The truck pulls are a highlight every year, and even more so in recent years, with the addition of the “King of the Hill” pull to earn some extra bragging rights. This event is where the champions in each class (except antique) pull-off against each other. I think the coolest part of the pulls was seeing Elite Diesel’s green daycab making a pass hooked up to the sled. This reminded me of Onaway, MI back in May, at the Great Lakes Big Rig Challenge, as they were/are sponsors and participate in the uphill drags there. The 2019 pulls were sponsored by Referral Collision, Eilen and Sons Trucking, 4 State Trucks/Chrome Shop Mafia, IMT Transport, Rethwisch Transport and Rockwood Products.
As the 2019 semi-truck pulls came to an end, so did the 50/50 raffle that is done every year, with half going to an individual in attendance and the other half going to charity. This year’s winner of the sum of a whopping $4,887 was Scott Michael. I am pretty sure this guy was all smiles for the rest of that evening! As the 2019 show was nearing the end, after the pulls, Colt 45 brought spectators live entertainment to round out the night’s festivities.
Special thanks from the show to everyone who was involved in making the 2019 show a success and to please stay tuned to the Big Iron Classic Truck Show and Charity Drive Facebook page or website for the latest info leading up to the 21st annual show, which is always held on the weekend after Labor Day. Thank you to Jim and Brenda Finn and all the volunteers for their dedication to making this event fun and exciting every year. The registration “fee” to enter a truck is a new unopened toy for a child. There is no fee for the public to attend, but donations are appreciated. Each year, this amazing event collects a big trailer full of toys, which go to deserving children in need and families of children stricken with cancer.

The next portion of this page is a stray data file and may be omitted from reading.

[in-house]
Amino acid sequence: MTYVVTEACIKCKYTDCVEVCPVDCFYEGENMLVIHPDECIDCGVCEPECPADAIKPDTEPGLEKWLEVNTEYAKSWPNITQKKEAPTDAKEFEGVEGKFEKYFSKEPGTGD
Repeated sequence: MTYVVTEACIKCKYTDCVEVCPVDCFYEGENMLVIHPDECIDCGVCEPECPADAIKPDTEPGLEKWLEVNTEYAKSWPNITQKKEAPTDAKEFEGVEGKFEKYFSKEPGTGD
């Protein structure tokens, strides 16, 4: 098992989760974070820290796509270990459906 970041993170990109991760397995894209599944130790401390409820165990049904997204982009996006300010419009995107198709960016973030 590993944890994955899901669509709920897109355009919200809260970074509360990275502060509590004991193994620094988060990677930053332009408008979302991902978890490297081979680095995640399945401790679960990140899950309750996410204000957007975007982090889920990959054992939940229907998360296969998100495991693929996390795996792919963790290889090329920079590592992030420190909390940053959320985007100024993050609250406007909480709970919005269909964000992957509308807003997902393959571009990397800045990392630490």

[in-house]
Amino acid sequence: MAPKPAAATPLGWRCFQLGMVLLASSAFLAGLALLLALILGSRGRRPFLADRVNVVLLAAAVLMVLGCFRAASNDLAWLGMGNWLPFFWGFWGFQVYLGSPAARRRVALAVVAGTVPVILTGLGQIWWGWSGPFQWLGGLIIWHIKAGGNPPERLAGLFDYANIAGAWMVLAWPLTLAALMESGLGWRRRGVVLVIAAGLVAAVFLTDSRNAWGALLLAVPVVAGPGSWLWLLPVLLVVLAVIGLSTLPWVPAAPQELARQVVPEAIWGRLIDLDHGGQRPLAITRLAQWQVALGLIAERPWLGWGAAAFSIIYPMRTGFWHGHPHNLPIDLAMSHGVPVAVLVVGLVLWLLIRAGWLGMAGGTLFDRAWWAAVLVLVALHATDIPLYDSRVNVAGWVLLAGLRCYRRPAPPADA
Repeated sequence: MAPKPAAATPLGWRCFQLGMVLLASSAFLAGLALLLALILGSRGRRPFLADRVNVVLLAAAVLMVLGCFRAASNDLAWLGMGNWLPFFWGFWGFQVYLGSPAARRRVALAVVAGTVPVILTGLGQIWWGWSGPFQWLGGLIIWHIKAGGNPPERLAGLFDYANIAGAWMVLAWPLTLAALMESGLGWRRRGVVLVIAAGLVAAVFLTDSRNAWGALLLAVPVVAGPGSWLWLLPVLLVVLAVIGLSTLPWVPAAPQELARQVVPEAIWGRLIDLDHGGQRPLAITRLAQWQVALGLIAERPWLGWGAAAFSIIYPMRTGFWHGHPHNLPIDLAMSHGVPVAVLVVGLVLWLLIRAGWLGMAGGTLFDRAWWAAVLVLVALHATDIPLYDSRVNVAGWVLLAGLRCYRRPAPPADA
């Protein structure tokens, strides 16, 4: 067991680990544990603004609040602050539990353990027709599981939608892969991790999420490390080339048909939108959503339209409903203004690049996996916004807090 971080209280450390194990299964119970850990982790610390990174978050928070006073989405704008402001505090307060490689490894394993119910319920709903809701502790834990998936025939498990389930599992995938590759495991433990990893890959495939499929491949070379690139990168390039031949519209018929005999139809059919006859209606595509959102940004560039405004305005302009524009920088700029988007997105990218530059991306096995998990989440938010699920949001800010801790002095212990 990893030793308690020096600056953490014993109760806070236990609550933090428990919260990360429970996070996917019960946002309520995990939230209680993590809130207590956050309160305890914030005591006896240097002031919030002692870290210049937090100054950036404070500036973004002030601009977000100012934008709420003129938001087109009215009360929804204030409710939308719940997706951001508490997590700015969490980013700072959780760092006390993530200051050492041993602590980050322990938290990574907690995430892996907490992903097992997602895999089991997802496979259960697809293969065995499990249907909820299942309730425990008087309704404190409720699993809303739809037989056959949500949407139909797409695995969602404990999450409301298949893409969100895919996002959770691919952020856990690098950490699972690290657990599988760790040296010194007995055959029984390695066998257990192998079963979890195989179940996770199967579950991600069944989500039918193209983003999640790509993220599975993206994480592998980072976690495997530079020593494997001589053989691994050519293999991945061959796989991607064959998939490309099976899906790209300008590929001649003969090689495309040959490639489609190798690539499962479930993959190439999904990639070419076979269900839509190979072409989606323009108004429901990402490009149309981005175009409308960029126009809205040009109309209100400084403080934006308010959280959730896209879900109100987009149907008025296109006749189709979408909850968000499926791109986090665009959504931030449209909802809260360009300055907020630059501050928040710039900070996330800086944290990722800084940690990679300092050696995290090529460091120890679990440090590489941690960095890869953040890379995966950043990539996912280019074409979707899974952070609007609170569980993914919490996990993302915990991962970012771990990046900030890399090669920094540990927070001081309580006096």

As with most people, after Labor Day weekend, it is kind of the end of summer and with that, nearing the end of truck show season (with exception to the shows in the warmer states). It is always bittersweet when a show ends and everyone heads back to their respective homes or back out to go trucking. It was great to see everyone that I did, but as shows go, there is never enough time to catch up and visit. As always, to all the drivers out there doing the deal, truck safe.
SEMI-TRUCK PULL RESULTS
ANTIQUE CLASS: 1st Blake Westphal, 1971 White 4000 (306.6 feet); 2nd Derek Thoen, 1968 Kenworth W923 (285 feet); 3rd Eric Gostomczik, 1984 International CO9670 (284.8 feet).
ROAD CLASS: 1st Matt Michels, 2000 Western Star (321.1 feet); 2nd Eric Gostomczik, 1985 Peterbilt 359 (309.1 feet); 3rd Nick Lano, 1934 Peterbilt 351 (296.5 feet).
MODIFIED MECHANICAL CLASS: 1st Chet Schug, 1987 Mack Superliner (288.5 feet); 2nd Mike Adams, 1957 Peterbilt (286.5 feet); 3rd Andrew Flaschenriem, 1977 Pete 359 (264.9 feet).
MODIFIED ELECTRONIC CLASS: 1st Brent Hamilton, 1995 Freightliner 120 (317 feet); 2nd Mark Scott, 1992 Freightliner COE (315.5 feet); 3rd Mitchell Scott, 1992 Freightliner COE (297.1 feet).
OPEN CLASS: 1st Dean Holicky, 2006 Pete (280.9 feet); 2nd Pat Eilen, 2005 Pete 379 (270.6 feet); 3rd Luke Cornelius, 1979 Pete 359 (261.8 feet).
BRAGGING RIGHTS PULL-OFF WINNER / ROAD CLASS AND MODIFIED MECHANICAL CLASS: Mike Adams (287.3 feet).
BRAGGING RIGHTS PULL-OFF WINNER / OPEN CLASS AND MODIFIED ELECTRONIC CLASS: Dean Holicky (319.2 feet).